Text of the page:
Boil Water Notice for Community Public Water Systems

Due to a loss of pressure in the water distribution system, the Texas Commission on Environmental Quality has required Big Oaks MUD public water system, to notify all customers to boil their water prior to consumption (e.g., washing hands/face, brushing teeth, drinking, etc). Children, seniors, and persons with weakened immune systems are particularly vulnerable to harmful bacteria, and all customers should follow these directions).

To ensure destruction of all harmful bacteria and other microbes, water for drinking, cooking, and ice making should be boiled and cooled prior to use for drinking water or human consumption purposes. The water should be brought to a vigorous rolling boil and then boiled for two minutes.

In lieu of boiling, individuals may purchase bottled water or obtain water from some other suitable source for drinking water or human consumption purposes.

When it is no longer necessary to boil the water, the public water system officials will notify customers that the water is safe for drinking water or human consumption purposes.

Once the boil water notice is no longer in effect, the public water system will issue a notice to customers that rescinds the boil water notice in a manner similar to this notice.

Please share this information with all the other people who drink this water, especially those who may not have received this notice directly (for example, people in apartments, nursing homes, schools, and businesses). You can do this by posting this notice in a public place or distributing copies by hand or mail.

If you have questions concerning this matter, you may contact the District’s Operator, Municipal Operations and Consulting, at 281-347-8686.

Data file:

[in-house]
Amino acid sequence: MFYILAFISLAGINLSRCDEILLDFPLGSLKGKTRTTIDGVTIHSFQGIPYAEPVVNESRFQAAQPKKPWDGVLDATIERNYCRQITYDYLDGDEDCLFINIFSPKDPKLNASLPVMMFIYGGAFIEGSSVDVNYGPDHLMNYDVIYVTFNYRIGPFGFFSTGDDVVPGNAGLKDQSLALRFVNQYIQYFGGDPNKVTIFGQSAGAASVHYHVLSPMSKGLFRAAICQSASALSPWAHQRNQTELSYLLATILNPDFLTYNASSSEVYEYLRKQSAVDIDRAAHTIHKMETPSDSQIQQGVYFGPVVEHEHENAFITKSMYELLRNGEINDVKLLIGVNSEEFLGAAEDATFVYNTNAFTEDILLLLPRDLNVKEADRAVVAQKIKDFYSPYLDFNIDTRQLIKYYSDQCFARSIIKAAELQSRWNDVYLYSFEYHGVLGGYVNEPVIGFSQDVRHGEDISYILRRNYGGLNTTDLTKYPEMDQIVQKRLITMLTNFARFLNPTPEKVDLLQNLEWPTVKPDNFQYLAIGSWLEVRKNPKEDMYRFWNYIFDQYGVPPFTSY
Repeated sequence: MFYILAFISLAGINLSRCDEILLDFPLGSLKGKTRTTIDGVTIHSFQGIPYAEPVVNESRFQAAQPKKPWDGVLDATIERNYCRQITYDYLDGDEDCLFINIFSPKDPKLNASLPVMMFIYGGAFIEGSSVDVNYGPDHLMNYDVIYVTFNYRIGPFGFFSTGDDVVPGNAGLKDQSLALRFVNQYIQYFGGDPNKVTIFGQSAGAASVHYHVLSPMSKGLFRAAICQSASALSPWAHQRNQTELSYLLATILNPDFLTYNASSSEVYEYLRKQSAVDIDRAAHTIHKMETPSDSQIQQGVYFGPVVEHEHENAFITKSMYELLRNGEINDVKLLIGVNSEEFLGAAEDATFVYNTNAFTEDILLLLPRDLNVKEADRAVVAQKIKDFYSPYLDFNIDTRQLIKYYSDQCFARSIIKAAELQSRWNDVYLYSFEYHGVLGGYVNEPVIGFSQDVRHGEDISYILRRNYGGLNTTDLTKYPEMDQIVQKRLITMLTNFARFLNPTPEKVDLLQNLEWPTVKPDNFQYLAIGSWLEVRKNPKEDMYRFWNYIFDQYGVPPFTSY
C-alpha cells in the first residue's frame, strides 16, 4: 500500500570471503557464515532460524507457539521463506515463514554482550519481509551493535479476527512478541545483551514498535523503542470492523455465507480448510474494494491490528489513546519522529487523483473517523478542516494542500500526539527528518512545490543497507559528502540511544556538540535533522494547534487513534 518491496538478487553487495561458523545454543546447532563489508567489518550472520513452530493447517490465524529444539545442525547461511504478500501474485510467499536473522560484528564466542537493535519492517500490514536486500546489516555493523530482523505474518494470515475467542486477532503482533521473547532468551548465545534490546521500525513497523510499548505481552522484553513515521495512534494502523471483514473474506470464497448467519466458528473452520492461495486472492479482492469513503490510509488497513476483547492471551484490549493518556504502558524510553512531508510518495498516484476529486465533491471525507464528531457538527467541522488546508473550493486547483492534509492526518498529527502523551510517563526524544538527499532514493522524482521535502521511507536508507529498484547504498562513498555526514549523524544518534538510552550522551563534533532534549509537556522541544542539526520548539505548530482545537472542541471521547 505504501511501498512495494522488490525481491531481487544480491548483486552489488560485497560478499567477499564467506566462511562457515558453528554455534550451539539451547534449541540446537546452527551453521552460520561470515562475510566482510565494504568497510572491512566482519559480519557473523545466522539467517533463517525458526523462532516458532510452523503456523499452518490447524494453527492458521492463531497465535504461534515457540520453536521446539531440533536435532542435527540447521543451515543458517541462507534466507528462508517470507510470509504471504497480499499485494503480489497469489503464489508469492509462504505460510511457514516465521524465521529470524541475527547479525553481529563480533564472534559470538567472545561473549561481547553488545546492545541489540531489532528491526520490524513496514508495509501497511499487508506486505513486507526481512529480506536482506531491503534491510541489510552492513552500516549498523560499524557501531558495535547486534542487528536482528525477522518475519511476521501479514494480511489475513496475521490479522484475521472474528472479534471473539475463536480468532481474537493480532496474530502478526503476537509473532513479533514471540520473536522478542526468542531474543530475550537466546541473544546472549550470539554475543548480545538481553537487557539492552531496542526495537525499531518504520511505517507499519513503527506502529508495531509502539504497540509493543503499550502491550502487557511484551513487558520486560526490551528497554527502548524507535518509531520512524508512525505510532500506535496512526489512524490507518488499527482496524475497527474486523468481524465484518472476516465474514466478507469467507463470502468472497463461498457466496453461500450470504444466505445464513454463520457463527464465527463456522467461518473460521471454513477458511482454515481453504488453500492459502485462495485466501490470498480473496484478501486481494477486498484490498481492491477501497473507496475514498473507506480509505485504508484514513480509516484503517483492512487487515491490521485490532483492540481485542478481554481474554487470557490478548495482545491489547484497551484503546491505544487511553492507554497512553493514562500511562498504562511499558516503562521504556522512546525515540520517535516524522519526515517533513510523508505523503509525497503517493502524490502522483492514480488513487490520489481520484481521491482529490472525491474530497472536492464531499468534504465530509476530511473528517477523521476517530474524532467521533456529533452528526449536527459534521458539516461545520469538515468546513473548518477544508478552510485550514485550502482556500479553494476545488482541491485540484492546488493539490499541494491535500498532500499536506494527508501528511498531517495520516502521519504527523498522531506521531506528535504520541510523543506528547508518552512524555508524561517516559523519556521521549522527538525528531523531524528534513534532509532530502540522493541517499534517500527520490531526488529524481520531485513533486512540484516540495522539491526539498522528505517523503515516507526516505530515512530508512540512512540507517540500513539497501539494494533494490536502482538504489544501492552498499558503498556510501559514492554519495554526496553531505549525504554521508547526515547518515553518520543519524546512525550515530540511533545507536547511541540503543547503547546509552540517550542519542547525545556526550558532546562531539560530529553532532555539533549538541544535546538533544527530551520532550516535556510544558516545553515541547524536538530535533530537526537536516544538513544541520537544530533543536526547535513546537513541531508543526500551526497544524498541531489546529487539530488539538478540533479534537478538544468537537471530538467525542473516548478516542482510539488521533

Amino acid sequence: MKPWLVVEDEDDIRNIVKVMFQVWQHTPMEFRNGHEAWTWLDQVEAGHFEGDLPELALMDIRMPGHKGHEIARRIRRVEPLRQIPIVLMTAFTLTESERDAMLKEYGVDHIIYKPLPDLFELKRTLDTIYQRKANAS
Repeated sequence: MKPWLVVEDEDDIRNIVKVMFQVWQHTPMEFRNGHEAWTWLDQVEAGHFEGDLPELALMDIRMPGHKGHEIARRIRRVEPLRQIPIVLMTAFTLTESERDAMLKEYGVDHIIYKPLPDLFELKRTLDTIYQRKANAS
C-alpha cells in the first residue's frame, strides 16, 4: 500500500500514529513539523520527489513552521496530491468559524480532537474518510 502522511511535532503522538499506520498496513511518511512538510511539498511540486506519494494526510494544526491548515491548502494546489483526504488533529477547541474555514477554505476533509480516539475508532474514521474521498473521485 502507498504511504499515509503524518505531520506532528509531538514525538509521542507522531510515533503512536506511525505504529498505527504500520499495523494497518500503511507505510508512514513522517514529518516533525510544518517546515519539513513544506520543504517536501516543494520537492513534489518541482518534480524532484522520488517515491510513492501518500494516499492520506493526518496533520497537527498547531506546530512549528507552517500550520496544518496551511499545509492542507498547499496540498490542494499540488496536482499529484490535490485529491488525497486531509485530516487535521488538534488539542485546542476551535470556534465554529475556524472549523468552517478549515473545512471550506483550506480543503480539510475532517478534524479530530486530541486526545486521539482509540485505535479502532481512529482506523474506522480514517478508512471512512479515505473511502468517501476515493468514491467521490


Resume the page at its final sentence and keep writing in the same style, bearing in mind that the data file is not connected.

Hurricane Harvey Debris Pick-up in Fort Bend County

FORT BEND COUNTY, TEXAS — Fort Bend County residents affected by Hurricane Harvey and the recent floodwaters are hard at work cleaning out their homes and property after the storm. County Emergency Management Officials will begin collecting residents storm debris starting this week.

The County will coordinate debris removal efforts for all unincorporated areas and with our partnering jurisdictions. It is important that residents abide by the debris sorting guidelines provided at http://fbceom.org/debris. These guidelines include separating your debris into categories (Separating Your Debris) never using trash or plastic bags for this debris, placing debris piles at the curb or roads edge, and restrictions on county officials entering private property.

“Please put your debris as close to the curb and the sidewalk as you possibly can.”, said Marc Grant, Fort Bend County’s Debris Management Coordinator, “If you put it past the sidewalk, we cannot go on private property to pick up your debris. If you have more debris past the sidewalk we will pick up as much as we can and then we will have to come back once you’ve moved the rest of your debris to the curb line.”

Grant added that if you have a roadside ditch in front of your property, follow similar guidelines but treat the ditch like you would the sidewalk. Place your debris along the roadside so that it does not impede traffic or the flow of water in the bottom of the ditch. Items that are on your private property side will not be picked up on the first trip through by our trucks, but we will return once you have moved the remaining debris out to the roadside.

The restriction of the use of trash bags to contain the debris is something many residents may not know. Storm debris is compiled and processed differently than normal household garbage, and bagged storm debris will not be picked up by county debris removal trucks. If you have already placed debris at your roadside, please reference the guidelines at fbceom.org and remove trash bags from these debris piles.

It is also important not to park vehicles in locations that block our access to debris piles. If a vehicle is parked on a roadside in front of a debris pile, workers will have to move on and return at a later date to retrieve the debris.

Fort Bend County officials will be working hard for many weeks to collect and properly dispose of the Hurricane Harvey debris. We greatly appreciate your help in making this process a success.